The world is at war, and the army is stealing away the men, and those that are left are being hauled off to work in the factories in order to assist the war effort. In rural Kentucky Gertie is lucky enough to still have her husband around, he drives the coal truck, but knows that this situation cannot last. He has his date with the army already lined up. But she is preparing as best she can. She has been saving her money and almost has enough to offer on a nearby farm. Without having to pay half what they earn on rent Gertie and her family will be able to plan for the future. But on the eve of her plans coming to fruition all is ruined and she must uproot her family and follow her husband to the city of Detroit.
Harriette Simpson Arnow (July 7, 1908 – March 22, 1986) was born as Harriette Louisa Simpson in Bronston,Wayne County, Kentucky, and grew up in neighboring Pulaski County. Her father, a former teacher, worked in factories and oil fields, and her mother, also a former teacher, raised her to be a teacher, too. She taught for a number of years in a one-room school house in Kentucky. Harriet was one of six siblings – 5 girls and 1 boy in a family that could trace its roots back to the Revolutionary War era. (from Wikipedia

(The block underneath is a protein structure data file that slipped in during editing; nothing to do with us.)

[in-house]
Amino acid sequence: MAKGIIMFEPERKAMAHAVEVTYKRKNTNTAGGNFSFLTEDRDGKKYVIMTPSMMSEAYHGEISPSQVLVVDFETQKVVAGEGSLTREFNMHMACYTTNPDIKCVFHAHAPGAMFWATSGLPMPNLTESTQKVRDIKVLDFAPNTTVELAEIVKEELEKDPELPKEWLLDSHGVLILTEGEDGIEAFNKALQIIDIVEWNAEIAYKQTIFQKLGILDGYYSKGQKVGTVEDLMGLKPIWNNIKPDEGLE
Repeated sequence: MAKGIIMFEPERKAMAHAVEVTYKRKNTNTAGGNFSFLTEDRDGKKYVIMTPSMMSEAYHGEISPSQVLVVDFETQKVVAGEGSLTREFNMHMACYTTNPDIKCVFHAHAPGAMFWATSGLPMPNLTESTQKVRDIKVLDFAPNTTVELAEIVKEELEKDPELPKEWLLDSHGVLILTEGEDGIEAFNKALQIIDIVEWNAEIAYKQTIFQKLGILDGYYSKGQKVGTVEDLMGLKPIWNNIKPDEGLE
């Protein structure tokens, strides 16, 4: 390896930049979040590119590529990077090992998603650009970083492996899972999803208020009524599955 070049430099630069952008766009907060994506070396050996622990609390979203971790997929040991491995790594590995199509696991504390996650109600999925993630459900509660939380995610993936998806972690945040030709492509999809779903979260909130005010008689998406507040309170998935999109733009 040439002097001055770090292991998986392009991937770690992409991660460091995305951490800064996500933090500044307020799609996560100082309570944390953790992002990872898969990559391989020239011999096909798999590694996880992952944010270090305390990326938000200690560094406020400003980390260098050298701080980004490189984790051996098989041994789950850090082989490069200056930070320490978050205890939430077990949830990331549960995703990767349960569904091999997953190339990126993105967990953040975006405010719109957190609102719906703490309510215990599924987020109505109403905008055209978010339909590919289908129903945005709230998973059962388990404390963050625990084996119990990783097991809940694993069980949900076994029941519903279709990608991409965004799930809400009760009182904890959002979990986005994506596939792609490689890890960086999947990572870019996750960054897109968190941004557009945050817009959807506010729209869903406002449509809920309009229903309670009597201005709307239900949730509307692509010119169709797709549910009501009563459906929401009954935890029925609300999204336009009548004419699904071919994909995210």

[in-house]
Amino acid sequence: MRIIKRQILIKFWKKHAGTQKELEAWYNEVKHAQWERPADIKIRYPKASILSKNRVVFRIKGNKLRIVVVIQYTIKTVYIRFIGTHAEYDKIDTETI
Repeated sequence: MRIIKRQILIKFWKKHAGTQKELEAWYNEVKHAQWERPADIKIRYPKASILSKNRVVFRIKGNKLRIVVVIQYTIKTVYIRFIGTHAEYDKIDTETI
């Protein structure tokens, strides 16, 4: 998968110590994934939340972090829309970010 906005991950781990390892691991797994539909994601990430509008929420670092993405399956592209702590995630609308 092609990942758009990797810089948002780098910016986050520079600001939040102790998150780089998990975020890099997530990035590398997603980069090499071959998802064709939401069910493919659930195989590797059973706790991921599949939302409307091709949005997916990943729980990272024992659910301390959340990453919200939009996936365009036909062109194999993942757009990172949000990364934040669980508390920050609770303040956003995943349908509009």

A memoir of a Southern Girlhood
In 1913 Harriette Simpson Arnow moved to Old Burnside, Kentucky, with her family. This is her recollections of life in the once bustling lumber town. She was only four years old at the time, and yet she still manages to recreate the town and people she knew back then. It is a small book, only 125 pages in the edition I read, but there is plenty going on.